Jason Brough


Report: Karmanos wants to sell ‘Canes, even if it means relocation


According to a report by 98.5 Sports in Montreal, Carolina Hurricanes owner Peter Karmanos wants to get his money out of the team, even if it means the ‘Canes are sold and relocated.

Today’s report comes on the heels of an apparent settlement in the lawsuit involving Karmanos and his three sons — a settlement that could make a sale more likely.

The question all along has been whether Karmanos can find a new owner that’s willing to keep the team in Raleigh.

Karmanos, who moved the franchise from Hartford in 1997, has guaranteed that “the Hurricanes will not become the Nordiques.”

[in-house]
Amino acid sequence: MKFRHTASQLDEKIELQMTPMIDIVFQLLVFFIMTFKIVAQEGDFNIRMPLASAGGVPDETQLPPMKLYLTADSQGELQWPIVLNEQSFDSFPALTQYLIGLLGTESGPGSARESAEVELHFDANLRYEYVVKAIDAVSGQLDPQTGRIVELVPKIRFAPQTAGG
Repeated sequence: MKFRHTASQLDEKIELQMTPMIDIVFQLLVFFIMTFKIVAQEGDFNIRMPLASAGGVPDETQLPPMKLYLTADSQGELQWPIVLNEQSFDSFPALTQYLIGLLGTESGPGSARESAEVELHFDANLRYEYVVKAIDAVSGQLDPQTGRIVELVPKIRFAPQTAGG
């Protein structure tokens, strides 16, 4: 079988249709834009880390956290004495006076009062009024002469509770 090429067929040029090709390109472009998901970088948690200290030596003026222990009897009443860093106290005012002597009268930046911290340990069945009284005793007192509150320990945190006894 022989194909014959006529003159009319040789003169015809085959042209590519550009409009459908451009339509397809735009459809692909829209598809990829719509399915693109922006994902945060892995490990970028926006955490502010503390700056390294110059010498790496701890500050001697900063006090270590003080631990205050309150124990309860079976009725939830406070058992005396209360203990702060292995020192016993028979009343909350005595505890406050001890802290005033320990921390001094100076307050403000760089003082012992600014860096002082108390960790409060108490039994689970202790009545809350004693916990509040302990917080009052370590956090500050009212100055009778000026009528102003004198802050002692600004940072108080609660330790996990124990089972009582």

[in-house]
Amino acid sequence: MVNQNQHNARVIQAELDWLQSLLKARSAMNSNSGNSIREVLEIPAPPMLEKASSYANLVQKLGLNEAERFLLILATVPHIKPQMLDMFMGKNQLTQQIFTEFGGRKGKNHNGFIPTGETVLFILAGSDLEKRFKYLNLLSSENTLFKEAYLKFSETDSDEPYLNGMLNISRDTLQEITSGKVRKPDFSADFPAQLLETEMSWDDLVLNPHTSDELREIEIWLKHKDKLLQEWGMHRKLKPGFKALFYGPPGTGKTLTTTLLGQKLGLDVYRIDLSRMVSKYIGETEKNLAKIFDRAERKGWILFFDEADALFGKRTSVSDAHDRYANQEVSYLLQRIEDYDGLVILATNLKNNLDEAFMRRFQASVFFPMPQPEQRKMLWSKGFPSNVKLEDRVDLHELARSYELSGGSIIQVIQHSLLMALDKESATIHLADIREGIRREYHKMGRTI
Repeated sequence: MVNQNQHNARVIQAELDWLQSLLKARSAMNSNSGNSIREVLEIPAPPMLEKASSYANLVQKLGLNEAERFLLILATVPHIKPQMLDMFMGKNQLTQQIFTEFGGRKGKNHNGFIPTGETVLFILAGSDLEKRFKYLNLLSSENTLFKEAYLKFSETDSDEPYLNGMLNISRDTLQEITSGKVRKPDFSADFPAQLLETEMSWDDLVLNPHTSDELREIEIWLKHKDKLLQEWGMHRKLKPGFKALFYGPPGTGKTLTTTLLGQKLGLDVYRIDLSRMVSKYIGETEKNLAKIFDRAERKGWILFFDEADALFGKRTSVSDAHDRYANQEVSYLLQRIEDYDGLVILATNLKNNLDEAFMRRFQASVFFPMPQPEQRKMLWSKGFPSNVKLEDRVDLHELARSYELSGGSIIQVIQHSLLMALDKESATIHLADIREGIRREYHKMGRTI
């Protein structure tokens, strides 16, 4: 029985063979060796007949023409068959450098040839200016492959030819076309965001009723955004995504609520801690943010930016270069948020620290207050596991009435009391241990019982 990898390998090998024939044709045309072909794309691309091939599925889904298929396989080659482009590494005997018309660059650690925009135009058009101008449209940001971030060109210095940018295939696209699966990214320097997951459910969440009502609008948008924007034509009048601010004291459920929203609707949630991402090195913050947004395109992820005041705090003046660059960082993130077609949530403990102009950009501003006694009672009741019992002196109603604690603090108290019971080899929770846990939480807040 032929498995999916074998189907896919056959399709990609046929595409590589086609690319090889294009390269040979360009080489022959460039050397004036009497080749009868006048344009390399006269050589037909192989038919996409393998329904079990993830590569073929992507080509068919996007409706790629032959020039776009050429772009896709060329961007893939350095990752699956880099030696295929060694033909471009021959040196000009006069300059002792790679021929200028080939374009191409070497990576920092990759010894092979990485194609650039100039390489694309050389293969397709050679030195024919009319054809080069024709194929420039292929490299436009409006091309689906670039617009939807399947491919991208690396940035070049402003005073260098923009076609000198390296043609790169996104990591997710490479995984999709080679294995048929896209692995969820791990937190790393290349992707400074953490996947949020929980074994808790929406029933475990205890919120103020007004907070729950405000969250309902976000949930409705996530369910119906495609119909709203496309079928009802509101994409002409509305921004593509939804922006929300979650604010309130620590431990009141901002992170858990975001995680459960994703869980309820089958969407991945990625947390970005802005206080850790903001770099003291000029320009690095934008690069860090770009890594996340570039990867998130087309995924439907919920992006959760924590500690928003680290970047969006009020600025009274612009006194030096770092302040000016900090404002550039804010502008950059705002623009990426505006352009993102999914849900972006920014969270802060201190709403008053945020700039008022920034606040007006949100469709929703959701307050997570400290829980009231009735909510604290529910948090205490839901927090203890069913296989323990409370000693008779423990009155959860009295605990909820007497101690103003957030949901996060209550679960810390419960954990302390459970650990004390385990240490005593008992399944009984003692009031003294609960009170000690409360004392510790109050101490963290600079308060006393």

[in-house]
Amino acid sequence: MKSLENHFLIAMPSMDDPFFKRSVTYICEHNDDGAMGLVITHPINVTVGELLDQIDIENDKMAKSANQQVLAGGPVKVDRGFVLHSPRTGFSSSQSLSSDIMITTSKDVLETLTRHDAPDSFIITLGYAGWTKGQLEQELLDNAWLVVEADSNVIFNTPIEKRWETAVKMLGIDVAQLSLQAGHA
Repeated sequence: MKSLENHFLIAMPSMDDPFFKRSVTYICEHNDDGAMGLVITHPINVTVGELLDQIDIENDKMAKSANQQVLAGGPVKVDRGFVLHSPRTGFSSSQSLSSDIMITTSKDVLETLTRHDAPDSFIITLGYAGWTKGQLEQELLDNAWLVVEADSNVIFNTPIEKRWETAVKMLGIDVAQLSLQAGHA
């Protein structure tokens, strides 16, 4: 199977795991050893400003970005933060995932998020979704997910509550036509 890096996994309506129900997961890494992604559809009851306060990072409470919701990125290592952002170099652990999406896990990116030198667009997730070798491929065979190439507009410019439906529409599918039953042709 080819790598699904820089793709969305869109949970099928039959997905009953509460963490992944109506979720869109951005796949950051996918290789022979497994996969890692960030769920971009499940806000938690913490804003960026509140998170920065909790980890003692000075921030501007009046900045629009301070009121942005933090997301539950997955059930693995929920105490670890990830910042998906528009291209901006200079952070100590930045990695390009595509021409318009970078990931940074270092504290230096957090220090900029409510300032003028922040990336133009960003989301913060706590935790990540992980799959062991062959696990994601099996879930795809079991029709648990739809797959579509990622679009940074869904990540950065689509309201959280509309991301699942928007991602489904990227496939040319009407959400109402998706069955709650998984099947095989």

But the 73-year-old has also been trying to sell the team for quite some time.

“I’m looking for the proper way to make sure the team has continuity, hopefully with people in North Carolina,” he said in 2014.

Like Karmanos, NHL commissioner Gary Bettman has insisted that the ‘Canes are not going anywhere.

The relocation speculation is only natural, however, when Quebec City has a brand new arena with no team, while at the same time Carolina is sitting dead last in NHL attendance (11,189).

Moreover, moving the ‘Canes — an Eastern Conference team — to Quebec City would not further imbalance the league’s conferences. Quebecor’s recent bid for an expansion team was in part deferred for geographical reasons.

“Unfortunately the state and volatility of the Canadian dollar undermined the achievement of that objective relative to the Quebec City,” said Bettman. “Moreover, the league’s geographic imbalance with 16 teams already in the Eastern Conference and 14 — now to be 15 — teams in the Western Conference undermined the achievement of that objective relative to Quebec City’s application, as well.”